Obvious? Not as much as you’d think. Land use planning is as much about determining how we don’t use land as it is directing how the built environment inhabits it.

Humans universally like natural, open places. In the decades after World War II Americans were sold the promise of their own little slice of nature in the form of a rolling and lush lawn. This built us the suburban ranch house, and the neighborhoods that much of Gen X and the majority of Millennials grew up in. When everyone lives on a 1/4 acre you run through your finite land more quickly and building moves ever more quickly out.

An image by Tom Low shows that development pushed together into cohesive neighborhoods (on the right) provides for more open space than the alternative sprawling development pattern.

As a result, the idea of bringing people closer together on less land in a denser pattern of development feels anathema to many people who have only experienced the curving suburban streets and cul-de-sacs of the past 60 years. But doing so brings with it some incredible benefits. Most people living reasonably close to a major city will have access to a large Cadillac park. This is the jewel of the city, it’s the place everyone brags on and pines for when they are away from home. These places are smaller than you think, take a look next time you browsing around Google Maps, we can have a network of large undisturbed park spaces if we are willing to build our homes and communities in a more compact way.

4. The Planning Professionals have gotten it wrong, many times over.

We should feel comfortable as citizens to question the wisdom of the professionals. There is a long history of bone-headed decision making because a small group of people decided it was ‘proper’. The list is long, but lets hit a few big ones:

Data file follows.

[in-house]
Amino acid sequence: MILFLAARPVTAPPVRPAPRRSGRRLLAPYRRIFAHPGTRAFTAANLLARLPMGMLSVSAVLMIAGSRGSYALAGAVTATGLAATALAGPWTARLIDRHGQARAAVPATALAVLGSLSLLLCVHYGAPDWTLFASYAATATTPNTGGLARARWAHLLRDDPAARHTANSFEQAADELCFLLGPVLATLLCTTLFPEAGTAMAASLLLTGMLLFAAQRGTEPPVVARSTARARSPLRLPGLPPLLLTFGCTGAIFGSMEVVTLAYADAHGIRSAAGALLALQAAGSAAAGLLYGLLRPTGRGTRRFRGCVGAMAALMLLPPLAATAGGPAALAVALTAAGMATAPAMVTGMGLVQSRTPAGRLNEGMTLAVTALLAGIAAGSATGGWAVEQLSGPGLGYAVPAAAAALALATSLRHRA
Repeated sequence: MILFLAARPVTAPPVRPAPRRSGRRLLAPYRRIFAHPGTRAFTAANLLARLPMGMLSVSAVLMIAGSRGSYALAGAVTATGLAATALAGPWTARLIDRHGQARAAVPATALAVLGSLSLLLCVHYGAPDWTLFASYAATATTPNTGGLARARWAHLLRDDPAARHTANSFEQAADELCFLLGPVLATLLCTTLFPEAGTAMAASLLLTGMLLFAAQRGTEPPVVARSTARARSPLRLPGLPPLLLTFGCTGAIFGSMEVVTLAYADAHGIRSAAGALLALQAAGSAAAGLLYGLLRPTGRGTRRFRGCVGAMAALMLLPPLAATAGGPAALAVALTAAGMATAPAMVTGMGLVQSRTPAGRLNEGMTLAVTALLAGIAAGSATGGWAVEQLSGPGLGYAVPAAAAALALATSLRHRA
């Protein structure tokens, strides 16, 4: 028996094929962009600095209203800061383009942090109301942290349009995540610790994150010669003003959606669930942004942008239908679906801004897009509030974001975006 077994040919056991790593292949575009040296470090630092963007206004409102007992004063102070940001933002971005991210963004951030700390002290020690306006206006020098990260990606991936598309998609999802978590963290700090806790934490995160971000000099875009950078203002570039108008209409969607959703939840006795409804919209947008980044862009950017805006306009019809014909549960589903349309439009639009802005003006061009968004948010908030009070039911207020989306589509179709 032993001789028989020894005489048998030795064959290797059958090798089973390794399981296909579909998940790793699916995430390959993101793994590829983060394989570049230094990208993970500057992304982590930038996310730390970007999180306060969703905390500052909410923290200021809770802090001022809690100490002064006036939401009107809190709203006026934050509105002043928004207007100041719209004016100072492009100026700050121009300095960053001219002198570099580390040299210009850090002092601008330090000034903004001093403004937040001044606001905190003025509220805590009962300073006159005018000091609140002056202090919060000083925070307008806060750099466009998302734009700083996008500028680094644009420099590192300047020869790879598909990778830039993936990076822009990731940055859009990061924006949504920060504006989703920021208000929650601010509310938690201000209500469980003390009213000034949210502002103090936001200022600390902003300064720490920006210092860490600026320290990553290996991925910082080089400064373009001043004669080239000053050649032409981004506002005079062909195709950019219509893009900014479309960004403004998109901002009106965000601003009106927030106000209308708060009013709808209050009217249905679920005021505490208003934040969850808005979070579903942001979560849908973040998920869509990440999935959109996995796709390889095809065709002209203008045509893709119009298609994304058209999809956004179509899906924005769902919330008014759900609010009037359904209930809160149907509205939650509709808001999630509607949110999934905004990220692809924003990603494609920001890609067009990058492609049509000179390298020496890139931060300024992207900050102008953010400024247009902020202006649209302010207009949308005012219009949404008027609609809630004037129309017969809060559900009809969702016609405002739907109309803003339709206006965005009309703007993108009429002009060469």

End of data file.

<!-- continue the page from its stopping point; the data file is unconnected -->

Construction on the Cross Bronx expressway digs a large hole between blocks of a neighborhood.
The construction of the Corss-Bronx Expressway quite litterally cut a neighborhood in half. Image Courtesy Lehman College Library (CUNY)
  • Euclidean Zoning that categorizes every use and separates them forcing us into our cars for even the most basic of needs.
  • Restrictive Covenants that were used originally to racially segregate our communities and apply the thinking of previous owners to the future of a place.
  • Highway building through the centers of communities that breaks up the connected nature of cities in the service of moving people ‘through’ your town as quickly as possible.
A deserted shopping mall and parking lot
A deserted shopping mall and parking lot. Photo by Christine Barton-Holmes

Why did many of these things take hold so fervently? I’d argue that most often it is because the people who inhabit and are most closely connected to their cities and towns were removed from the decision-making process and told that the ‘professionals’ knew better.

5. There are lots of places to learn from and lots of people who want to help.

In the Information Age we can learn a lot from the mistakes and successes of the communities around us. And we can learn a lot from the iterative improvements we have made around the world throughout recorded history. Here are a few places that I have found to be good resources for learning about how and why we build cities the way we do.

Ultimately we all have to take a part in making our communities better, healthier, more financial resilient places. If you try and do this by serving on your local planning commission then remember that you can bring something novel and unique to the job: your personal experience and your connection to the place you live.

Graphic Designer, Dad and gadget nerd from Leander, Texas.